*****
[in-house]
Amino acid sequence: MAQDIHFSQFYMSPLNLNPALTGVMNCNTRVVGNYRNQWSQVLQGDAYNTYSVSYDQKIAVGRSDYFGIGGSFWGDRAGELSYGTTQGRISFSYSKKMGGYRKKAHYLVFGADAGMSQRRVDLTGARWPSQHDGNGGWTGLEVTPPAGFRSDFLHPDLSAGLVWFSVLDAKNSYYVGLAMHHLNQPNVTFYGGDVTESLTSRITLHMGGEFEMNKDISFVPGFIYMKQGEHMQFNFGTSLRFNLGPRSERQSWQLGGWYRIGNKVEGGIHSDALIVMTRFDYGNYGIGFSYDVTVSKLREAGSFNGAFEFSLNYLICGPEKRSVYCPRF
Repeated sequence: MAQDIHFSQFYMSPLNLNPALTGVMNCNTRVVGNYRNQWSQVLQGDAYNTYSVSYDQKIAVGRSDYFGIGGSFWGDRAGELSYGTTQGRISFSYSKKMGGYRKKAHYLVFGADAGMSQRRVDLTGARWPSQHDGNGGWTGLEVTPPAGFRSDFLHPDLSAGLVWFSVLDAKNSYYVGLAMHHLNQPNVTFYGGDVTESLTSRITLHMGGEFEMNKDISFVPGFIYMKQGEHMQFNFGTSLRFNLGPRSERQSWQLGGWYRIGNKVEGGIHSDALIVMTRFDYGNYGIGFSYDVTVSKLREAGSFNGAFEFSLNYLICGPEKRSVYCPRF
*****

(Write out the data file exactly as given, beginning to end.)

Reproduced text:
[in-house]
Amino acid sequence: MAQDIHFSQFYMSPLNLNPALTGVMNCNTRVVGNYRNQWSQVLQGDAYNTYSVSYDQKIAVGRSDYFGIGGSFWGDRAGELSYGTTQGRISFSYSKKMGGYRKKAHYLVFGADAGMSQRRVDLTGARWPSQHDGNGGWTGLEVTPPAGFRSDFLHPDLSAGLVWFSVLDAKNSYYVGLAMHHLNQPNVTFYGGDVTESLTSRITLHMGGEFEMNKDISFVPGFIYMKQGEHMQFNFGTSLRFNLGPRSERQSWQLGGWYRIGNKVEGGIHSDALIVMTRFDYGNYGIGFSYDVTVSKLREAGSFNGAFEFSLNYLICGPEKRSVYCPRF
Repeated sequence: MAQDIHFSQFYMSPLNLNPALTGVMNCNTRVVGNYRNQWSQVLQGDAYNTYSVSYDQKIAVGRSDYFGIGGSFWGDRAGELSYGTTQGRISFSYSKKMGGYRKKAHYLVFGADAGMSQRRVDLTGARWPSQHDGNGGWTGLEVTPPAGFRSDFLHPDLSAGLVWFSVLDAKNSYYVGLAMHHLNQPNVTFYGGDVTESLTSRITLHMGGEFEMNKDISFVPGFIYMKQGEHMQFNFGTSLRFNLGPRSERQSWQLGGWYRIGNKVEGGIHSDALIVMTRFDYGNYGIGFSYDVTVSKLREAGSFNGAFEFSLNYLICGPEKRSVYCPRF